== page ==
Dealing with a dog who is not house trained can be messy and frustrating, but with a few rules , the task can be achieved without too much hassle.
The first thing when it comes to house training your dog is patience. Eventually, your dog will pick the house training process at its own pace, and while training your dog if there are any setbacks do not worry about it your focus and time should be on the result. Do not punish your dog in any shape and form as it will only create more frustration.
Some dogs or puppies have small bladders they need to eliminate more often than other dogs. They need frequent instructions on where to go. These kinds of dogs cannot hold for more time, they do not have much control until they are at least sixteen weeks old, often it is not possible for a pup to be house-trained that soon.
Proper confinement to avoid accidents:
Crating is the best and easiest way to house-train your puppy or a new adult dog in the home. Confine them when you are not able to watch over them and give them chances for success. Often new owners give their dogs too much freedom, thinking that they can handle it. However, with each accident some dogs will start to think they can potty anywhere even inside the home. This is why we believe avoiding puppy pads instead crating is a better option. The goal in using a crate is to encourage your dog not to eliminate in it’s area. Make sure the crate is only large enough for the dog to stand, sit and lie in it.
Some dog owners want to take their pets to bed while they are laying so that they can cuddle and spend some quality time while relaxing, but avoid taking them at too early of an age into your bed. It is not uncommon for younger dogs to eliminate while on your bed and to shove it aside.
Pick a spot:
Decide what area in your yard you want your dog to poo, take your dog there every single time you release him/her from crating, or after taking a meal, nap or after playtime. It will be easier for you if the crate is closer to this area as well.
Set a schedule:
Generally, dogs or puppies will need to potty shortly after waking up, eating and playing. By setting a schedule you can better predict when your dog will need to go outside. If you have a new dog take them to a potty place at least four-six times a day.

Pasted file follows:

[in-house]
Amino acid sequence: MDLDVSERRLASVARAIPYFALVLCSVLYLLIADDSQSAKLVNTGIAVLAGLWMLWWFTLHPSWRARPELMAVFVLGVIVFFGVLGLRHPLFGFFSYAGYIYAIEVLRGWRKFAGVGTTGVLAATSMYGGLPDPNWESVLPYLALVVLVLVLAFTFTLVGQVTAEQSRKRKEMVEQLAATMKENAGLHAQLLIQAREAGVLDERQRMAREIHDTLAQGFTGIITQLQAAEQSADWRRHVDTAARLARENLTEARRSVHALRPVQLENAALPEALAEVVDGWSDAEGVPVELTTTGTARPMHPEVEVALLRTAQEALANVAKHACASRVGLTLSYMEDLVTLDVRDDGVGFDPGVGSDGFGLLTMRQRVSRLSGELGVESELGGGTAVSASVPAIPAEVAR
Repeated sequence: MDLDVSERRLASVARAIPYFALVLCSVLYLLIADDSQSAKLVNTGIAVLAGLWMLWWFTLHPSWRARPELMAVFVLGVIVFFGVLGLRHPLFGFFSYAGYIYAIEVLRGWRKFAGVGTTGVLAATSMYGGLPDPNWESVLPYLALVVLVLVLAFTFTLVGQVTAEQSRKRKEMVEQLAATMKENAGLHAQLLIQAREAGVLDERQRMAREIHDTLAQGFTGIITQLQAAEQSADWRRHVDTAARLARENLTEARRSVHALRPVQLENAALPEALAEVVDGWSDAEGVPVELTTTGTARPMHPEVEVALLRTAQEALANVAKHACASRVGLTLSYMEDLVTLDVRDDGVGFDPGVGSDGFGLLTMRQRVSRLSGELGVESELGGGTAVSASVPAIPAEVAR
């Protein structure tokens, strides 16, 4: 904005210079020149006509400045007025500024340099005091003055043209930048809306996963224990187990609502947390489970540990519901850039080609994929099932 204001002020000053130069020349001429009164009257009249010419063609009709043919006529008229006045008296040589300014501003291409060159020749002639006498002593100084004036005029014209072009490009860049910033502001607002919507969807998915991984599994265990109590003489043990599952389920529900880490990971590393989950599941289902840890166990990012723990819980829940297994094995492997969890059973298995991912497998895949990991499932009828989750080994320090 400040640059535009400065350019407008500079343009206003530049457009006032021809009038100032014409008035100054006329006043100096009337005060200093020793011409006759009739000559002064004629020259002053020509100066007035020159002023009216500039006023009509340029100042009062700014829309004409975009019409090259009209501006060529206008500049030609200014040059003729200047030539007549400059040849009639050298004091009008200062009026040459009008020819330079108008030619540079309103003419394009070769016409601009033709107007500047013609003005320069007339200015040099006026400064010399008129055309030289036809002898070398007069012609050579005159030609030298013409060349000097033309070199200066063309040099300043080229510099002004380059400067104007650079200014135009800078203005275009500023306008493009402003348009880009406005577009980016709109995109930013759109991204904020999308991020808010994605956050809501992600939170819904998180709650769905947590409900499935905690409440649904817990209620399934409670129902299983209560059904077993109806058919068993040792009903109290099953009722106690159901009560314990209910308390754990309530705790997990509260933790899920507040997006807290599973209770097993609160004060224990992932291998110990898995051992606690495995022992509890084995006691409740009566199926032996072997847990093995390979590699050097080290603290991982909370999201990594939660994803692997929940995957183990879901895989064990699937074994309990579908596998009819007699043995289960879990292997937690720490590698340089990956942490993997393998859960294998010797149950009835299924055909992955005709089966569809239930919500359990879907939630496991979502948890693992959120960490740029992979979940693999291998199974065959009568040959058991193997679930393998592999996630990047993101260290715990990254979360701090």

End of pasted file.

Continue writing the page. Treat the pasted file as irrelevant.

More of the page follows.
Reward a job well done:
It is always in your interest to reward your dog if he/she eliminates in the area which you designate for them. You must praise them and reward them. Avoid sending them alone out in the yard as they can easily be distracted it is better to be with them. You can always treat your dog but praising them more often is always helpful.
Create a command:
Start using the command as you notice the puppy squatting, then repeat it a few times, then praise. This practice will soon be helpful for elimination faster instead of waiting.
Do not punish:
There will be accidents, never punish your puppy if he has an accident inside the home. Do not punish your puppy for that as it will put fear in them and next time they might be afraid to potty in front of you because of that fear and it will often create further problems for you.
As your puppy stays accident-free in the designated area, you can gradually expand his space by introducing him to a new room. After more success open up another area for your dog to visit, but if accidents started happening again confine them back to their original area
Get out of bed:
During the night time, you may need to take your dog outside more than once. Do not be angry with your dog or push him to hold his balder for an excessive period of time. If accidents happen at night it is important for you to take him out more often. If there is a mess in his personal space in the future he might adjust to his filth which will make things more difficult for housebreaking.
Avoid Puppy pads:
In our experience it is not in the owner’s interest to use puppy pads as they will be used to it and when you take away those pads it will create more confusion for your puppy and accidents will happen inside the home. Also puppy pads can contain harmful substances and younger dogs often confuse them for chew objects. Train them without pads.
A new dog in the home will likely need a refresher course, even if was previously house-trained. Shelter dogs require more time and training. The stress of being in a new place from a shelter can contribute to an accident. The best way to handle a new dog is to assume the dog was never house-trained, guide them step by step until they adjust to new conditions and environment. Do not forget to praise them or surprise them.